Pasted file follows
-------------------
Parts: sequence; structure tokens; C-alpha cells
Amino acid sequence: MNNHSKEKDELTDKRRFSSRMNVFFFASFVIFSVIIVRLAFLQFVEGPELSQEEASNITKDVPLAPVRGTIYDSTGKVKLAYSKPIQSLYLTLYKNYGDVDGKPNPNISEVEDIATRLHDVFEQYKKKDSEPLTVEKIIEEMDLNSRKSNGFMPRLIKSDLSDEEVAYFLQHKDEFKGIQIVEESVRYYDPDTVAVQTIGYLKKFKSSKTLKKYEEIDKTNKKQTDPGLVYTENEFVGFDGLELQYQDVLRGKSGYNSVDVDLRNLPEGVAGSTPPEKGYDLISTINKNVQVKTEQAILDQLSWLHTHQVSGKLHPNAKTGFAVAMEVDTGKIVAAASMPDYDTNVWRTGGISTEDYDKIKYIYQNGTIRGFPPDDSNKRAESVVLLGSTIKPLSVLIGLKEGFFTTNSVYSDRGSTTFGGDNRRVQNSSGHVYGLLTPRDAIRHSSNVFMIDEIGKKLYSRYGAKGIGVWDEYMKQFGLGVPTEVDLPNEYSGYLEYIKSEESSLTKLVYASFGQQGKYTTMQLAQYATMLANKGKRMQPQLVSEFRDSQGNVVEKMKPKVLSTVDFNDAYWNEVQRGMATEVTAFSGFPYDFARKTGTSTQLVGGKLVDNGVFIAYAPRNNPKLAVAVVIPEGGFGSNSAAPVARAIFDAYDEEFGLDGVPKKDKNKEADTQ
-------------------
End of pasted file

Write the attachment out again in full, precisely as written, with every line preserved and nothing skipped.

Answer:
Parts: sequence; structure tokens; C-alpha cells
Amino acid sequence: MNNHSKEKDELTDKRRFSSRMNVFFFASFVIFSVIIVRLAFLQFVEGPELSQEEASNITKDVPLAPVRGTIYDSTGKVKLAYSKPIQSLYLTLYKNYGDVDGKPNPNISEVEDIATRLHDVFEQYKKKDSEPLTVEKIIEEMDLNSRKSNGFMPRLIKSDLSDEEVAYFLQHKDEFKGIQIVEESVRYYDPDTVAVQTIGYLKKFKSSKTLKKYEEIDKTNKKQTDPGLVYTENEFVGFDGLELQYQDVLRGKSGYNSVDVDLRNLPEGVAGSTPPEKGYDLISTINKNVQVKTEQAILDQLSWLHTHQVSGKLHPNAKTGFAVAMEVDTGKIVAAASMPDYDTNVWRTGGISTEDYDKIKYIYQNGTIRGFPPDDSNKRAESVVLLGSTIKPLSVLIGLKEGFFTTNSVYSDRGSTTFGGDNRRVQNSSGHVYGLLTPRDAIRHSSNVFMIDEIGKKLYSRYGAKGIGVWDEYMKQFGLGVPTEVDLPNEYSGYLEYIKSEESSLTKLVYASFGQQGKYTTMQLAQYATMLANKGKRMQPQLVSEFRDSQGNVVEKMKPKVLSTVDFNDAYWNEVQRGMATEVTAFSGFPYDFARKTGTSTQLVGGKLVDNGVFIAYAPRNNPKLAVAVVIPEGGFGSNSAAPVARAIFDAYDEEFGLDGVPKKDKNKEADTQ